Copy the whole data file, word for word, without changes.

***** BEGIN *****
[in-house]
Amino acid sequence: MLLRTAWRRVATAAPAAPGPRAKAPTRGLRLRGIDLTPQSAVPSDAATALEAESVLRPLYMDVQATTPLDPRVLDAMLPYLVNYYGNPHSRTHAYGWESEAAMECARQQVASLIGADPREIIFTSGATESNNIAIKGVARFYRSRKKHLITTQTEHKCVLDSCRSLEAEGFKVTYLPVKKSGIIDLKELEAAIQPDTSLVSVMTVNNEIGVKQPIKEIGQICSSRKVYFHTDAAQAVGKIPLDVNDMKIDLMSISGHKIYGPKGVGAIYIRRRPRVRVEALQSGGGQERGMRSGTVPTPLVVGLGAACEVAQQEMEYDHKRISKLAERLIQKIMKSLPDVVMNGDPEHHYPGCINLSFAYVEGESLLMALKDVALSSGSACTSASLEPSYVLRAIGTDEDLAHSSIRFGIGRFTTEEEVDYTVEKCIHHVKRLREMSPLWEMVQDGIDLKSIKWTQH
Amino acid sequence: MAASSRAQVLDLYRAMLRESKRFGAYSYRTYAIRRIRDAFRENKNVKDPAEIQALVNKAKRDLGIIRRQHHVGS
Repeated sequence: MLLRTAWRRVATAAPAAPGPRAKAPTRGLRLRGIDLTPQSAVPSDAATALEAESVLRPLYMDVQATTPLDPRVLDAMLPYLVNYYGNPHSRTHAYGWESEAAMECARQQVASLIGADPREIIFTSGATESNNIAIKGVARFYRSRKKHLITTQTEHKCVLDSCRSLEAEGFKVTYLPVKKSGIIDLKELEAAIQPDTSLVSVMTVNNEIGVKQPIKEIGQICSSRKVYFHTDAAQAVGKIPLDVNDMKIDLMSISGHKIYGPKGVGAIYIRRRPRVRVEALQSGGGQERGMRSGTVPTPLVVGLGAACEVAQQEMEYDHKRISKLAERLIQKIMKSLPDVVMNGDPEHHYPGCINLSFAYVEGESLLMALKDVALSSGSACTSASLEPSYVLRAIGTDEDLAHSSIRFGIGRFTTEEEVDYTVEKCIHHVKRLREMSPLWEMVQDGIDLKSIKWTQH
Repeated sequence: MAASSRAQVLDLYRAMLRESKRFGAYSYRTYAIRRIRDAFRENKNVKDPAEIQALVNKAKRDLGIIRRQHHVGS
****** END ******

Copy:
[in-house]
Amino acid sequence: MLLRTAWRRVATAAPAAPGPRAKAPTRGLRLRGIDLTPQSAVPSDAATALEAESVLRPLYMDVQATTPLDPRVLDAMLPYLVNYYGNPHSRTHAYGWESEAAMECARQQVASLIGADPREIIFTSGATESNNIAIKGVARFYRSRKKHLITTQTEHKCVLDSCRSLEAEGFKVTYLPVKKSGIIDLKELEAAIQPDTSLVSVMTVNNEIGVKQPIKEIGQICSSRKVYFHTDAAQAVGKIPLDVNDMKIDLMSISGHKIYGPKGVGAIYIRRRPRVRVEALQSGGGQERGMRSGTVPTPLVVGLGAACEVAQQEMEYDHKRISKLAERLIQKIMKSLPDVVMNGDPEHHYPGCINLSFAYVEGESLLMALKDVALSSGSACTSASLEPSYVLRAIGTDEDLAHSSIRFGIGRFTTEEEVDYTVEKCIHHVKRLREMSPLWEMVQDGIDLKSIKWTQH
Amino acid sequence: MAASSRAQVLDLYRAMLRESKRFGAYSYRTYAIRRIRDAFRENKNVKDPAEIQALVNKAKRDLGIIRRQHHVGS
Repeated sequence: MLLRTAWRRVATAAPAAPGPRAKAPTRGLRLRGIDLTPQSAVPSDAATALEAESVLRPLYMDVQATTPLDPRVLDAMLPYLVNYYGNPHSRTHAYGWESEAAMECARQQVASLIGADPREIIFTSGATESNNIAIKGVARFYRSRKKHLITTQTEHKCVLDSCRSLEAEGFKVTYLPVKKSGIIDLKELEAAIQPDTSLVSVMTVNNEIGVKQPIKEIGQICSSRKVYFHTDAAQAVGKIPLDVNDMKIDLMSISGHKIYGPKGVGAIYIRRRPRVRVEALQSGGGQERGMRSGTVPTPLVVGLGAACEVAQQEMEYDHKRISKLAERLIQKIMKSLPDVVMNGDPEHHYPGCINLSFAYVEGESLLMALKDVALSSGSACTSASLEPSYVLRAIGTDEDLAHSSIRFGIGRFTTEEEVDYTVEKCIHHVKRLREMSPLWEMVQDGIDLKSIKWTQH
Repeated sequence: MAASSRAQVLDLYRAMLRESKRFGAYSYRTYAIRRIRDAFRENKNVKDPAEIQALVNKAKRDLGIIRRQHHVGS